The final stages of editing my new non-fiction Civil and Indian War book, “Rough Enough” have involved the creation of a couple of maps so that readers will have some idea of the Civil War forts and training camps in the Boston area and also will have a reference to look at when following Richard Clow’s travels on the frontier. I may also do a small map of the Union and Confeserate forts (outposts) around Petersburg so that readers are able to refresh their memories of the positioning of the Union and Confederate troops during the final month of the war. It’s a fun project, but very time consuming to get the data into a form that will be both accurate, visually pleasing and educational for the readers. Fortunately I have found a really good graphic artist who can take my ideas and bring them to full fruition. So we’ll see how they look when they are on the final pages.
The current congressional debate in congress about whether you can abort a baby for the simple reason of not wanting one of that sex should lead all of you writiers, whether in fiction or non-fiction to think about the giant issue of eugenics and its application to humanity. As we make and carry out abortions for arbitrary non-disease traits such as hair and skin color, sex, athletic prowess… aren’t we beginning to tread on a rather delicate line that seemed all to clear at the time of the Second World War when we were fighting in part Hitler’s plan to erradicate certain arbitrary traits from his section of europe? I am reminded of McMurtry’s book “Lonesome Dove” in which Jake links up with a seemingly ok group of travel companions, only to be gradually drawn deeper and deeper into the spiral of depredations that led to the eventual horror of the massacre and burning of an entire frontier family just for the “fun of it”. As he was sitting on his horse ready to be hanged, he replied to Gus’ statement of “You stepped over the line Jake” with the famous phrase in my title. Is abortion for the purpose of getting rid of an embryo that is the wrong sex aproaching a line that we have chosen to ignore? Hopefully the debate in congress will bring up some good discussion of the philosophy of why abortions are sometimes necessary and why sometimes they cannot be justified.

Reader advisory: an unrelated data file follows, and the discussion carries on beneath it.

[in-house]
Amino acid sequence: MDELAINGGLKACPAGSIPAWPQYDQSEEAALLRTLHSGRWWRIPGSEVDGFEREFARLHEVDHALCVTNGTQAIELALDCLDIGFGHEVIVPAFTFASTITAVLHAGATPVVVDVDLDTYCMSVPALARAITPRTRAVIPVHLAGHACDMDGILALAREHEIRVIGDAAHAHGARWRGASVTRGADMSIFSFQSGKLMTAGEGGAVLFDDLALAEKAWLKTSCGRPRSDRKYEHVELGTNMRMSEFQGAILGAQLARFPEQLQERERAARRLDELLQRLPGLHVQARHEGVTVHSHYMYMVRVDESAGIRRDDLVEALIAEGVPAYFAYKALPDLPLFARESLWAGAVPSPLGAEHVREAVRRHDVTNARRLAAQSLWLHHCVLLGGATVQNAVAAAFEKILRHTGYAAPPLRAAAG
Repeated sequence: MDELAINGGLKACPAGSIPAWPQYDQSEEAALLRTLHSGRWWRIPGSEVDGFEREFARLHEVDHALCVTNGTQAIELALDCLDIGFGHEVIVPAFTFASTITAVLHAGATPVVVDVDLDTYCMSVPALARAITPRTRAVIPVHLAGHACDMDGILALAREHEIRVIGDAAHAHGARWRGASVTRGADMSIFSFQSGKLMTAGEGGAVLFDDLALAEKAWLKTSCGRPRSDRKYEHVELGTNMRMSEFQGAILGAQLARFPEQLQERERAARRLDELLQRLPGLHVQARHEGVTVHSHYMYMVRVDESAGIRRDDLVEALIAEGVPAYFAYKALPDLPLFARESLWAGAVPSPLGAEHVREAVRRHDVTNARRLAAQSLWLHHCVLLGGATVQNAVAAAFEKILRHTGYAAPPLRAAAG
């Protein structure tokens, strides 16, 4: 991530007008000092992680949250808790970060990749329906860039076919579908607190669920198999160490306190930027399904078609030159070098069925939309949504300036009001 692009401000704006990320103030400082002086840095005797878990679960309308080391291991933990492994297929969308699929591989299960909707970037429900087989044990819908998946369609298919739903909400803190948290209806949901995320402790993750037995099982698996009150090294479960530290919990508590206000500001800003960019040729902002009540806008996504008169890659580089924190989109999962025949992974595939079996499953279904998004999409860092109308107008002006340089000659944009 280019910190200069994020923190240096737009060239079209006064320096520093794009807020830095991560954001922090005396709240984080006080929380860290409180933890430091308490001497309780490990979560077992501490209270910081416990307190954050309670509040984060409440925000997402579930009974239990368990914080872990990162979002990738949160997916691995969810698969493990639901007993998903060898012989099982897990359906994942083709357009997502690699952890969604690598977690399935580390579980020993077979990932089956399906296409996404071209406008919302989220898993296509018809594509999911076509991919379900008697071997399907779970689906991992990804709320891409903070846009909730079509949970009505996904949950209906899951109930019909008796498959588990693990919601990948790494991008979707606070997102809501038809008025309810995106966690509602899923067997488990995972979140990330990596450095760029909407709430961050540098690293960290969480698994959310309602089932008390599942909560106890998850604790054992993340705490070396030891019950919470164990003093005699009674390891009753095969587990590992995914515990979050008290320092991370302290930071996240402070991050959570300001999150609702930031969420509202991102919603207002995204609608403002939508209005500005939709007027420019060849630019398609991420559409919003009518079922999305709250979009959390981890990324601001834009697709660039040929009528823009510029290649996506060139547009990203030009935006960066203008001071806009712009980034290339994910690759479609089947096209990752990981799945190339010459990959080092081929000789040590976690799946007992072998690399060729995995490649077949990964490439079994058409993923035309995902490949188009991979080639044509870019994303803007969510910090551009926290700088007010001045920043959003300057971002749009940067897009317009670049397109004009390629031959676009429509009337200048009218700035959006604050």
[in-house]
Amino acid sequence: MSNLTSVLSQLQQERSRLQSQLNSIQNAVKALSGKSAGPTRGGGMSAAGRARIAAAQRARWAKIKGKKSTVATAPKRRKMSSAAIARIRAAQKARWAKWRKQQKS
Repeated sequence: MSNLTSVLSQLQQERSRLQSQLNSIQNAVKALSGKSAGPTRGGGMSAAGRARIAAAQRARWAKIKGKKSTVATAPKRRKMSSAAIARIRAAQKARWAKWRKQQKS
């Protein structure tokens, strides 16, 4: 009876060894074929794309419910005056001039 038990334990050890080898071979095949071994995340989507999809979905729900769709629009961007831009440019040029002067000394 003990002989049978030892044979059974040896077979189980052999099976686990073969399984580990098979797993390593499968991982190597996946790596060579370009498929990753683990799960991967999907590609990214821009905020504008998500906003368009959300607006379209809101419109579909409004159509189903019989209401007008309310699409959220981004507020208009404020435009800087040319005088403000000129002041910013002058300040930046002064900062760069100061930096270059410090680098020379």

Today we had a great Memorial Day celebration here in Hood River. The crowd of some three hundred participants met in the Cemetary where we sang, heard several poems in memorial to the soldiers both recently and long gone. A moving hour and a half and certainly time well spent to remember the long line of men and women not only in my own family but all across the nation, who have stood up for our country in times of need. I hope you all were able to take a few minutes of time to think about ways in which you have either served, are serving or can serve your country.
The freedoms we have don’t come freely and don’t remain intact without our direct involvement. I’ve seen the direct and indirect results of oppression in so many countries while pursuing my career internationally. I hope you too will ask yourself, to paraphrase John F. Kennedy, “What can I do for my country?” Keep the faith everybody!